Clegg backs Cable in battle over bank reform
Andrew Grice has been Political Editor of The Independent since 1998. He was previously Political Editor of The Sunday Times, where he worked for 10 years, and he has been a Westminster-based journalist since 1982. His column, Inside Politics, appears in The Independent each Saturday.
Thursday 01 September 2011
David Cameron is on a collision course with his deputy Nick Clegg over banking reform, it emerged last night, with the Liberal Democrat leader accusing the banks of having "pointed a gun" at the economy.
While Mr Cameron is set to back Chancellor George Osborne's moves to delay a big shake-up of Britain's banks until after the general election in 2015, Mr Clegg offered public support for the campaign to implement the reforms immediately.
The Prime Minister, who has been lobbied intensively by bank bosses, has accepted their argument that the changes should be phased in over several years. Government sources confirmed that could mean they would not take effect until after the next election, as The Independent predicted yesterday. But Mr Cameron and Mr Osborne are braced for a backlash from Sir John Vickers, chairman of the Independent Commission on Banking, which will propose ring-fencing of the banks' retail and investment arms in its final report on 12 September.
Sir John will fight hard to prevent his blueprint from being shelved.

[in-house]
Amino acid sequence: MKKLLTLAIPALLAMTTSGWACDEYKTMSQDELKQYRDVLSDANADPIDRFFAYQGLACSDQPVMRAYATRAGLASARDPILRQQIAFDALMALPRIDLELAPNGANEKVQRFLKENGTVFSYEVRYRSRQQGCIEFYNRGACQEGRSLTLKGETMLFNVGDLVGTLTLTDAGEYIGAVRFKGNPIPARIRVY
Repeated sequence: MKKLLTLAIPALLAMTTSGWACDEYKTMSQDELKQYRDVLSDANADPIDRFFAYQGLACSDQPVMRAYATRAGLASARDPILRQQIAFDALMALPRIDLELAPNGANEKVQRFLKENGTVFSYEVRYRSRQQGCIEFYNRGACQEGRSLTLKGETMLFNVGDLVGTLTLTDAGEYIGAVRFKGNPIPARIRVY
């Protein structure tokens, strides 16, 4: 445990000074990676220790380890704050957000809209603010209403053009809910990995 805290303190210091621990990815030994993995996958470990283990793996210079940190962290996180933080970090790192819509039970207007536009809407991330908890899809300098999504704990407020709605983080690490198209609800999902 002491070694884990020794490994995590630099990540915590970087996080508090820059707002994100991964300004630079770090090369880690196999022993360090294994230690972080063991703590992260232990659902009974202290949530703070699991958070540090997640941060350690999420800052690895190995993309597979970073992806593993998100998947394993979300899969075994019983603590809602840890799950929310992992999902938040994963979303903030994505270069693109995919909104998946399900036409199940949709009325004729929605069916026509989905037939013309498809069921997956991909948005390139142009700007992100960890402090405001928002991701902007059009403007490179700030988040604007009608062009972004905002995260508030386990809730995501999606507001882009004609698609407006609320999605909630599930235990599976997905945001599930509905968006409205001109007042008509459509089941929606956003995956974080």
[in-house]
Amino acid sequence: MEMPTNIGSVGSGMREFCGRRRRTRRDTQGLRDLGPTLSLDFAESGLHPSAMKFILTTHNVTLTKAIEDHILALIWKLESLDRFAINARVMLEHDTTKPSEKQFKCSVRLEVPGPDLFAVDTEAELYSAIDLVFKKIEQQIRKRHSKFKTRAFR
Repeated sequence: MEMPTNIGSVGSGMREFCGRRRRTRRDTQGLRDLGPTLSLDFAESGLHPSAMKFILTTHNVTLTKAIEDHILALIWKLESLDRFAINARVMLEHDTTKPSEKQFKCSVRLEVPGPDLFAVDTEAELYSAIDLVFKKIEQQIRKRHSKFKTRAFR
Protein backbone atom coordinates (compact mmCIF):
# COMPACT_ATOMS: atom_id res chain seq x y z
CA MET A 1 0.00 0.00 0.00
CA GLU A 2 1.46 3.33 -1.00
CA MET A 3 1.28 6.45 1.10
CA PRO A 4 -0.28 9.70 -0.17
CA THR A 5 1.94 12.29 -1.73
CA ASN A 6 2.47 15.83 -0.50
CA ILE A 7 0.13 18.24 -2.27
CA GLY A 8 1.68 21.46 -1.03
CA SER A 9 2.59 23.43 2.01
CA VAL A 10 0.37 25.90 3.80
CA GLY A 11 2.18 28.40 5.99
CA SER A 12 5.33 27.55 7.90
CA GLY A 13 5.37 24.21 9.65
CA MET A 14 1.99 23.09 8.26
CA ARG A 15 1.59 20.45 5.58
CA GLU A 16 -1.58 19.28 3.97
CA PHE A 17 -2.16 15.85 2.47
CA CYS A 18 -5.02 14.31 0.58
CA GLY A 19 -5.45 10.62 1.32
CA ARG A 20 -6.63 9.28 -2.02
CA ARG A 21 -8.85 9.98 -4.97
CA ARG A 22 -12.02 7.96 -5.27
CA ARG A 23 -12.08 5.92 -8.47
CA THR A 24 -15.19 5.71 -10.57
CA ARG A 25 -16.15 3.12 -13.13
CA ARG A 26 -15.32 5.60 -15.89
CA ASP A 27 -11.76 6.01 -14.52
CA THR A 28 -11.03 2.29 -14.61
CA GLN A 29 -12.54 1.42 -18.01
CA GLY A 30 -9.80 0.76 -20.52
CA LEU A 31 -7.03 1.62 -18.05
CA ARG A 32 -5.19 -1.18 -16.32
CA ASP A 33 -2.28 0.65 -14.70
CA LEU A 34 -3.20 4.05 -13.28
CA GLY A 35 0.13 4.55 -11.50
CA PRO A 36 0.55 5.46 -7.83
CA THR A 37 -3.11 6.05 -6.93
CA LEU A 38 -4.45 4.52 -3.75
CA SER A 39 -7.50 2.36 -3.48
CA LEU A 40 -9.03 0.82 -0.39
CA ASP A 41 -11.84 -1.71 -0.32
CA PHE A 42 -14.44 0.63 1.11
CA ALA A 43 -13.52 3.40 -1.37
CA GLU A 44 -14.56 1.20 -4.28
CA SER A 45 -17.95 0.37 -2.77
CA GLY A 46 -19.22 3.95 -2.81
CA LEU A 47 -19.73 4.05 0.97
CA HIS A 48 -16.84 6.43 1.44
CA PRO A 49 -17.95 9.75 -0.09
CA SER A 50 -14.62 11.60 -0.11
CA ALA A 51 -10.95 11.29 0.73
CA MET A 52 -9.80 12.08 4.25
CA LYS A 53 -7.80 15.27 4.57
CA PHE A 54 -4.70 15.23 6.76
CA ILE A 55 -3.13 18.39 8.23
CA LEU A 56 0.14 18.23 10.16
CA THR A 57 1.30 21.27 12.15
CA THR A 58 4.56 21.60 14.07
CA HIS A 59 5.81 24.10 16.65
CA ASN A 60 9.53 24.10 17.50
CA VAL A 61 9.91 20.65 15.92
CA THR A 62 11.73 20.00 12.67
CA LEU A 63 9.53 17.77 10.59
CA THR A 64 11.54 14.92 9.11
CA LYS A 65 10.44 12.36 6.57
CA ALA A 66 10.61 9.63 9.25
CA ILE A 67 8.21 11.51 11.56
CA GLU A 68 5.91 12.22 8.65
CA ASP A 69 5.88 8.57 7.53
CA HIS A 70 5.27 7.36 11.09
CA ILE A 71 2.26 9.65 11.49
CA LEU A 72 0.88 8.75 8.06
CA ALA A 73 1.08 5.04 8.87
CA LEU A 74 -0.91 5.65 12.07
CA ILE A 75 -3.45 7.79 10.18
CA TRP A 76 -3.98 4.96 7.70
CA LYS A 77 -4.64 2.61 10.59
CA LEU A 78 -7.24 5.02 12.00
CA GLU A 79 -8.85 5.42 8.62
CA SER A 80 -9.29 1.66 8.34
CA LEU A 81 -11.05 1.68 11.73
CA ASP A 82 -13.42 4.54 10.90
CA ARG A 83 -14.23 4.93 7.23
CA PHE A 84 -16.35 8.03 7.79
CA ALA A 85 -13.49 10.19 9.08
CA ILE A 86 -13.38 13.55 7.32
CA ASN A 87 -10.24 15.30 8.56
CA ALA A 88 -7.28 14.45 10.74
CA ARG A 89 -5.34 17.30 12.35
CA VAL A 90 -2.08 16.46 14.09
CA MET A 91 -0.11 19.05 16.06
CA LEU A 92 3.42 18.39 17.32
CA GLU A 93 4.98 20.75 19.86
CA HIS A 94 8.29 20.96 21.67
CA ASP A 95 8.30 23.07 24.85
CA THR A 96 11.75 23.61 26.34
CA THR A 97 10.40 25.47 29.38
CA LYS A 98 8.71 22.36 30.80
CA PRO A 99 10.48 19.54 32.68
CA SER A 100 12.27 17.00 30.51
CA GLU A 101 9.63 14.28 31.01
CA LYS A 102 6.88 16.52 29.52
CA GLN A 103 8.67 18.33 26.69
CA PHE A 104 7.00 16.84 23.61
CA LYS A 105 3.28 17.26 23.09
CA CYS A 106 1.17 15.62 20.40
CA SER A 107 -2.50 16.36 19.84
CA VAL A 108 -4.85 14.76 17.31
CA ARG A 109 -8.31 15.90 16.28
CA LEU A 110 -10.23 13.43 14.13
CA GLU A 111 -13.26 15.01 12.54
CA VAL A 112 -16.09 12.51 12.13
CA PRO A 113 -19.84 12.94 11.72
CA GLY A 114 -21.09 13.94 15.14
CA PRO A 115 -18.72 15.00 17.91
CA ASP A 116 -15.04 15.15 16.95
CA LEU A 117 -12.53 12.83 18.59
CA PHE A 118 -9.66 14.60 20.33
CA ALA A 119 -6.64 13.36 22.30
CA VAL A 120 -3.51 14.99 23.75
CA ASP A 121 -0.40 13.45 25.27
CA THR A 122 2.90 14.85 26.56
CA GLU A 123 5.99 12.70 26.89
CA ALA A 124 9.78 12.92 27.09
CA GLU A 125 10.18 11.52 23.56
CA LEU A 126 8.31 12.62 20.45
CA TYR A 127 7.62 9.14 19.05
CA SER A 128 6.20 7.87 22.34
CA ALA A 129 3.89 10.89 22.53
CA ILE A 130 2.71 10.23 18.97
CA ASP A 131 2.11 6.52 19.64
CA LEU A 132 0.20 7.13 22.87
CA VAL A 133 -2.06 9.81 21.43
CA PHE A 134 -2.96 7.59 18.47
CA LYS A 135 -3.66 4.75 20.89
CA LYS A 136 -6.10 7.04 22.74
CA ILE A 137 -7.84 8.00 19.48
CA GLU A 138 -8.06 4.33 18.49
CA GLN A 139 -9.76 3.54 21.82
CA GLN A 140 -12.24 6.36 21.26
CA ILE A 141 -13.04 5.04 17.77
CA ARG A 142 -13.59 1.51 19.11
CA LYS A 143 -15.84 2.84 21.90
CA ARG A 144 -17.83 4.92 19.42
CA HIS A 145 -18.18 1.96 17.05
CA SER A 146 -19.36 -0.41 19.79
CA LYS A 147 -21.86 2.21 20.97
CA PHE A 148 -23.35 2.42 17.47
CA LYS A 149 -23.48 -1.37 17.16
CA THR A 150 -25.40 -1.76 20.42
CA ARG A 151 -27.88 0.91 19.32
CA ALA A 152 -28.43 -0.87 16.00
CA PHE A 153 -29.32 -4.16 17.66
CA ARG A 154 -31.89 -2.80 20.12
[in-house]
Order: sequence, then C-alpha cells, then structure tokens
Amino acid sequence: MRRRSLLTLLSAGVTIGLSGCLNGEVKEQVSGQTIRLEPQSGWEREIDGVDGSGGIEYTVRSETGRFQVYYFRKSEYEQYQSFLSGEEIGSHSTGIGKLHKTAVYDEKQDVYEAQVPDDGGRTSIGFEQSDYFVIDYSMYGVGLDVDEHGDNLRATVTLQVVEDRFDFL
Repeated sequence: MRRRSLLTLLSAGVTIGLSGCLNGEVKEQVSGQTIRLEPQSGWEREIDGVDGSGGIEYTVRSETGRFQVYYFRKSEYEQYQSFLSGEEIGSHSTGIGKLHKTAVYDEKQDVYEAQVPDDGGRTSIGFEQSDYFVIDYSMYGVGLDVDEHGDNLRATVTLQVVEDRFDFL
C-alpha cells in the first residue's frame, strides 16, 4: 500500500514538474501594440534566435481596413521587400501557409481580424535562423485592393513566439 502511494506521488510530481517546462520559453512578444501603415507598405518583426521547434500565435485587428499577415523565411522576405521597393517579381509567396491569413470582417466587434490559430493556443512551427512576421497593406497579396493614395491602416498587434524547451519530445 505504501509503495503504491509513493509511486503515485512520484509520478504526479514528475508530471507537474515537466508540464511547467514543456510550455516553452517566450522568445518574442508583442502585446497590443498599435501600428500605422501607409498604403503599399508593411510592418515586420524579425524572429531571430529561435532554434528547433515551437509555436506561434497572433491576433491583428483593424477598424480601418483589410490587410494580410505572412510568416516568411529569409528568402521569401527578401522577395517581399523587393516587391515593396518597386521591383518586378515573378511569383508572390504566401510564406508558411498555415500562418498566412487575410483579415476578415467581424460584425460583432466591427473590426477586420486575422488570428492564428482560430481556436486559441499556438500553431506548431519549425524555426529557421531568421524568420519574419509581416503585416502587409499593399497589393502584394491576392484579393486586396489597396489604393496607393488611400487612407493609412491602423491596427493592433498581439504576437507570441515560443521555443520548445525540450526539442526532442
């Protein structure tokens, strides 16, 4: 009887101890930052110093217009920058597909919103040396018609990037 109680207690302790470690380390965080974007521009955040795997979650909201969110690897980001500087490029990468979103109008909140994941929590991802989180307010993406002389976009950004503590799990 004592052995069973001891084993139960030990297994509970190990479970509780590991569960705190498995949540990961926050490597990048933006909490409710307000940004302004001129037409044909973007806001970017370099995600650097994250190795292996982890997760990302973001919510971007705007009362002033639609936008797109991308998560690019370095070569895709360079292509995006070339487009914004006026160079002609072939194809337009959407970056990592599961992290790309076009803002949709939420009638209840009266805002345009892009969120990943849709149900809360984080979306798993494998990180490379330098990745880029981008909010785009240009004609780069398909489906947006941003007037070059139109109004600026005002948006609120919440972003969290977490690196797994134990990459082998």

Vince Cable, the Business Secretary, also wants the commission's plan implemented quickly and has won strong backing for his stance from Mr Clegg, who vowed that the reforms would go ahead. "The principle must be structural reform to ensure the banking system never again points a gun to the head of the rest of the British economy," Mr Clegg said. "Our duty to future generations is to ensure that what happened to us, partly because of appalling behaviour in the banking system, never happens again."
The Prime Minister and the Chancellor acknowledge the banks' fears that an early shake-up could harm the fragile recovery. But there is nervousness in senior Conservative circles their stance could make them seem too close to the bankers.
Government insiders admit there will be a "haggle" between the two Coalition parties this autumn as ministers draw up their formal response to the Vickers report. One possible compromise is for legislation to be put on the statute book even though it would not take effect until after 2015. That might help to allay Liberal Democrat fears that a change of government could scupper the changes.
Yesterday Mr Cable insisted he was "working very well" with Tory ministers. But he declared that the current instability in financial markets made it "all the more necessary that we press ahead and make our banks safe and reform them".
Labour called on the Coalition to "get a grip". Chris Leslie, a Labour Treasury spokesman, said: "The choked-off recovery we've seen since George Osborne's spending review and VAT rise should not be an excuse for ducking the necessary reforms."
John Cridland, the CBI's director general, said yesterday there had been "a radical slowdown" in the economy since the commission's interim report and warned there was now real concern about the impact of any reform.
The banks also continued to argue for delay. Chris Lucas, the finance director of Barclays Bank, said the sector could cope with the reforms but that the timing of their implementation was crucial. "Whilst there has been considerable discussion about the breadth or narrowness of the ring fence, in our view the period over which implementation is required will be just as important," Mr Lucas said.
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